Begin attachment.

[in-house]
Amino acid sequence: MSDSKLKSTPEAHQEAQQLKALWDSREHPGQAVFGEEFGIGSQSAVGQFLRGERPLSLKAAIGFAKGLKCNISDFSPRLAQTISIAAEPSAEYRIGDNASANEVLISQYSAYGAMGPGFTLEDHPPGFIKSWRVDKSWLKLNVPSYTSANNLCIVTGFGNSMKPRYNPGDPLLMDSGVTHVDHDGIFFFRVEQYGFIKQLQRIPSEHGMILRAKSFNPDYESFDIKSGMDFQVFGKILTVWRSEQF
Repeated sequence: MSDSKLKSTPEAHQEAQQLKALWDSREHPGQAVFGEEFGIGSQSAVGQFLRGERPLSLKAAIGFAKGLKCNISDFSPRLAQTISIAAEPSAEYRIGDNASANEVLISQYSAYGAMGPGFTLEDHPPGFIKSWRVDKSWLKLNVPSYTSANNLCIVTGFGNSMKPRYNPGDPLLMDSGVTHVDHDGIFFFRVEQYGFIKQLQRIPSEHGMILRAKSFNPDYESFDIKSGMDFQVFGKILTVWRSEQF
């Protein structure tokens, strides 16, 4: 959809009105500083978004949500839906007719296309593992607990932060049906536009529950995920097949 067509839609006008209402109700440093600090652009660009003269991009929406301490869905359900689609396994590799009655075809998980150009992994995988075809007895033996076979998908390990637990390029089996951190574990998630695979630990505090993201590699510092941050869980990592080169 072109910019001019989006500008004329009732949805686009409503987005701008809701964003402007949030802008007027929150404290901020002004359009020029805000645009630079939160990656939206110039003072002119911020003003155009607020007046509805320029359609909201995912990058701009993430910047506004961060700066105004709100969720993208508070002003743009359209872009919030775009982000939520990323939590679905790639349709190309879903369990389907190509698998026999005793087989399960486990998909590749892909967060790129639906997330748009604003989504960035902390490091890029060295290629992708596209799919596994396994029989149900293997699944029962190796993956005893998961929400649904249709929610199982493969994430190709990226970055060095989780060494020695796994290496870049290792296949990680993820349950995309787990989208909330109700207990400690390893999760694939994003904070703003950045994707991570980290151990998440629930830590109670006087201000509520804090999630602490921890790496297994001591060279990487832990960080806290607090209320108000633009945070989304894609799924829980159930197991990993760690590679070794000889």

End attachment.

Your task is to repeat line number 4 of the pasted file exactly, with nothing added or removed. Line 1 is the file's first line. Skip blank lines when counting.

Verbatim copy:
């Protein structure tokens, strides 16, 4: 959809009105500083978004949500839906007719296309593992607990932060049906536009529950995920097949 067509839609006008209402109700440093600090652009660009003269991009929406301490869905359900689609396994590799009655075809998980150009992994995988075809007895033996076979998908390990637990390029089996951190574990998630695979630990505090993201590699510092941050869980990592080169 072109910019001019989006500008004329009732949805686009409503987005701008809701964003402007949030802008007027929150404290901020002004359009020029805000645009630079939160990656939206110039003072002119911020003003155009607020007046509805320029359609909201995912990058701009993430910047506004961060700066105004709100969720993208508070002003743009359209872009919030775009982000939520990323939590679905790639349709190309879903369990389907190509698998026999005793087989399960486990998909590749892909967060790129639906997330748009604003989504960035902390490091890029060295290629992708596209799919596994396994029989149900293997699944029962190796993956005893998961929400649904249709929610199982493969994430190709990226970055060095989780060494020695796994290496870049290792296949990680993820349950995309787990989208909330109700207990400690390893999760694939994003904070703003950045994707991570980290151990998440629930830590109670006087201000509520804090999630602490921890790496297994001591060279990487832990960080806290607090209320108000633009945070989304894609799924829980159930197991990993760690590679070794000889």